The effect of defendants' acceptance of the goods was not altered by their protesting to plaintiff against the shipments as made by the latter in violation of the contract. Where a picture was purchased from a specimen exhibited, and at the time of delivery objection was made by the purchaser on the ground of inferior execution, but without offer to return, the court held that "having received it under a specific contract he must either abide by it or rescind it in toto by returning the thing sold, but he cannot keep the article received under such a specific contract and for a certain price and pay for it at less price than that charged by the contract." Grimaldi v. White, 4 Esp. R. 95, cited in Reed v. Randall, 29 N.Y. 358 -365. Where oil cake was sold and shipped, which defendant considered did not answer the sample, and which he stored, notifying plaintiffs to take it back, but after further negotiations he notified them that he would sell and apply in reduction of his damages, and afterwards sold according to notice in his own name, it was held that he had adopted the goods as his own, and, therefore, retained no right of set-off against the price. Lord ABINGER said: "We must judge of men's intentions by their acts and not by expressions in letters which are contrary to their acts. If the defendant intended to renounce the contract he ought to have given the plaintiffs distinct notice at once that he repudiated the goods, and that on such a day he would sell them by such a person for the benefit of the plaintiffs. The plaintiffs could then have called upon the auctioneer for the proceeds of the sale. Instead of taking this course the defendant has exposed himself to the imputation of playing fast and loose; declaring in his letters that he will not accept the goods, but at the same time preventing the plaintiffs from dealing with them as theirs. The safest conclusion, I think, for the jury to arrive at was, that the defendant, having once adopted the goods as his own, had no longer any power to repudiate them, and, therefore, retained no right of set-off against the price. Chapman v. Morton, 11 M. W. 534. The decision in Fuller v. Kemp, 138 N.Y. 231, though a very different case from the present, well illustrates the principle that no words of protest or disclaimer will affect the legal quality of the act.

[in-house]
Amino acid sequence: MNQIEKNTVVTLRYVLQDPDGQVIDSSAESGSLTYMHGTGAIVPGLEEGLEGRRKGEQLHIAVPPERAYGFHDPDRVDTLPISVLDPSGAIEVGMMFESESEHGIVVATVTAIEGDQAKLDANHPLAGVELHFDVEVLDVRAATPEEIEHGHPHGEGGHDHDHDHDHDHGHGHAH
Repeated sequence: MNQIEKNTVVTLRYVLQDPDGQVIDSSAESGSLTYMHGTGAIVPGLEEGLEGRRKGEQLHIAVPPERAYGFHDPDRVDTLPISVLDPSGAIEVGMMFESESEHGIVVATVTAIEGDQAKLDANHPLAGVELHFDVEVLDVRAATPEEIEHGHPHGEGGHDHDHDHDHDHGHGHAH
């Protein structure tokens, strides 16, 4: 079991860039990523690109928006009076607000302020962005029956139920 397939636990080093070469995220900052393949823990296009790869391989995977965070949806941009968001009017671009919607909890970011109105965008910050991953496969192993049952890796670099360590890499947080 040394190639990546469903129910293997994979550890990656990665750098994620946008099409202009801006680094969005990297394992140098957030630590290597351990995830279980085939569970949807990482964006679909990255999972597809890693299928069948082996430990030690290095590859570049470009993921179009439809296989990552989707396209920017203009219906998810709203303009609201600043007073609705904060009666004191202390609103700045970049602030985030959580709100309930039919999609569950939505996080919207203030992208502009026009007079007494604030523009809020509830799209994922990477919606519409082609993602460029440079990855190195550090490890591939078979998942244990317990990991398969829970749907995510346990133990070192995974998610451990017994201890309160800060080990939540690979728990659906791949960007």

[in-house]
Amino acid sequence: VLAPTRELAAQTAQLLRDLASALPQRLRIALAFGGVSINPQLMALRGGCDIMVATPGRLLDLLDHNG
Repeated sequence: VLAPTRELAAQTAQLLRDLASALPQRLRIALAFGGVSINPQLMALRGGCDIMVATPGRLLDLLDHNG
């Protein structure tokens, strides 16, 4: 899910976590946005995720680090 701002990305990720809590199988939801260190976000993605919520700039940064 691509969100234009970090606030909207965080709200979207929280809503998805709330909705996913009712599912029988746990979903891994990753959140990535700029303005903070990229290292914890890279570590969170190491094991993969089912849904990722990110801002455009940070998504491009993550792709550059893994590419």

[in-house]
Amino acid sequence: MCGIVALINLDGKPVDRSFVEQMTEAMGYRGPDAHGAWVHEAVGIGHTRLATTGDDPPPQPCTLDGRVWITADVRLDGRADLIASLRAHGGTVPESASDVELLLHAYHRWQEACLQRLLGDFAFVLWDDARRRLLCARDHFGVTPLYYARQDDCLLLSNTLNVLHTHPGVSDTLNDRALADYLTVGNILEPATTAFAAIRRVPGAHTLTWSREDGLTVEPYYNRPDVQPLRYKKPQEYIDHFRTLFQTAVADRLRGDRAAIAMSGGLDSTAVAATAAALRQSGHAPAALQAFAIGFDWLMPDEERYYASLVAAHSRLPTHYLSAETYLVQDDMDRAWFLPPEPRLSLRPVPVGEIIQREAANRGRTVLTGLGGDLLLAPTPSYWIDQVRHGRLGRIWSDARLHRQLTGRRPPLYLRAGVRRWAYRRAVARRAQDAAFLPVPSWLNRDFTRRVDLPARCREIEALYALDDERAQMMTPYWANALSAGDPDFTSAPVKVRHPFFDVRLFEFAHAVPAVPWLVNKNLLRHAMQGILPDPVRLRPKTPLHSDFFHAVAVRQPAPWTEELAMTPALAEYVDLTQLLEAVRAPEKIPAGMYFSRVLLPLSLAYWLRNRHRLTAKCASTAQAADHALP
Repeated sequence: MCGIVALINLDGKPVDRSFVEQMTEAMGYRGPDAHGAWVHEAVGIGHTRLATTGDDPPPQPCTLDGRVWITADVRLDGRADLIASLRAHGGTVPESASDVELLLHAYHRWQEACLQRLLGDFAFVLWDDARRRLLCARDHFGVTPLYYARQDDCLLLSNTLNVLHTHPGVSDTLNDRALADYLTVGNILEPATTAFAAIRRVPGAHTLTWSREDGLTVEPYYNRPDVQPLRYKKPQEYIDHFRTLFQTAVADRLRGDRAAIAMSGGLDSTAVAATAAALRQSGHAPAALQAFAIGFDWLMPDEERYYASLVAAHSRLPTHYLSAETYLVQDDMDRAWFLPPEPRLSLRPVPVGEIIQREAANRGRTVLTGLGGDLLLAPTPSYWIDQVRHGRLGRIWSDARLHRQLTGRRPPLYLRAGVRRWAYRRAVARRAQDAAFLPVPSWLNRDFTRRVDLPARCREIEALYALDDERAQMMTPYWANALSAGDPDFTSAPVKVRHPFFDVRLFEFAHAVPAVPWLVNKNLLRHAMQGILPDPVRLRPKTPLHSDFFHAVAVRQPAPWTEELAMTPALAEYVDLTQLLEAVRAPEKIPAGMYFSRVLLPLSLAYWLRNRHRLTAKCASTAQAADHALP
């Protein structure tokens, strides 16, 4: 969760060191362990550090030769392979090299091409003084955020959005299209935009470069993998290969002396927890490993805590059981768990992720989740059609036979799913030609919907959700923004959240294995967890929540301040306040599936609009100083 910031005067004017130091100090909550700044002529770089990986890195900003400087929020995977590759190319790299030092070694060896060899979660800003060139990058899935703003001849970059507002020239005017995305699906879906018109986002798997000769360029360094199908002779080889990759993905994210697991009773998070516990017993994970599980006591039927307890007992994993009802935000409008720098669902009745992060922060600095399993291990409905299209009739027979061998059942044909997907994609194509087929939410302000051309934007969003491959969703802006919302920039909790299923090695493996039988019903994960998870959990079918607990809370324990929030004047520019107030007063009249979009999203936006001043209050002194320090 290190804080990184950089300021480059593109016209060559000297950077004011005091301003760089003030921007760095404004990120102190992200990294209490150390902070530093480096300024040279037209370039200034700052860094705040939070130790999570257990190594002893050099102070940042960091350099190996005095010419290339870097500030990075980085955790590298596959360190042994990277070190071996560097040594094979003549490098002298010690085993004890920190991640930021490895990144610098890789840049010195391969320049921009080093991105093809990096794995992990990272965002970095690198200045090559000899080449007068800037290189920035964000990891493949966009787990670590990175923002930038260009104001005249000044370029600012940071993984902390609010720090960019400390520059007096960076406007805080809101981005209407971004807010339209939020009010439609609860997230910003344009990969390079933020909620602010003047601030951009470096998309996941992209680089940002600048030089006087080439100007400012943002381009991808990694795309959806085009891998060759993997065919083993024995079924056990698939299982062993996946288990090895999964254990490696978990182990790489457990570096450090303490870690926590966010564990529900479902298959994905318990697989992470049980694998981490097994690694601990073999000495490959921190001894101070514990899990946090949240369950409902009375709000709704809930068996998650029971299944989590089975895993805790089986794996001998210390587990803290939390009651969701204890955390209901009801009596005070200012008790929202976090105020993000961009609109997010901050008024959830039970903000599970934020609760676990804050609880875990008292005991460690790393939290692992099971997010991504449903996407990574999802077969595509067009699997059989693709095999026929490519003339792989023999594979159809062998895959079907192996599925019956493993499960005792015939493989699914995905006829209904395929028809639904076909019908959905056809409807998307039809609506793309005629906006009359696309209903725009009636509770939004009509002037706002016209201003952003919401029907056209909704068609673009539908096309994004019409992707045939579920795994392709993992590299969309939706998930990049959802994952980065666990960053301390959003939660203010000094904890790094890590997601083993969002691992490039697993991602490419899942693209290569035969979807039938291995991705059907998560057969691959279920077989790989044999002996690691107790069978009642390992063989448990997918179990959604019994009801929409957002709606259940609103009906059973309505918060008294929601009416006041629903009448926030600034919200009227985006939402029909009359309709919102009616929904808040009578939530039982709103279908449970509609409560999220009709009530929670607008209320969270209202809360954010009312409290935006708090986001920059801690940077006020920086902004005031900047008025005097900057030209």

In the present case, notwithstanding the defendants' protest that the goods were not according to contract, they retained them, and thereby adopted them as their own, which affirmed the sale, the title not passing under an executory contract of this nature until delivery and acceptance. As there was no collateral warranty which survived acceptance of the goods, no right of counterclaim for damages on the part of the vendee remained.
Demurrer to counterclaim sustained, with costs.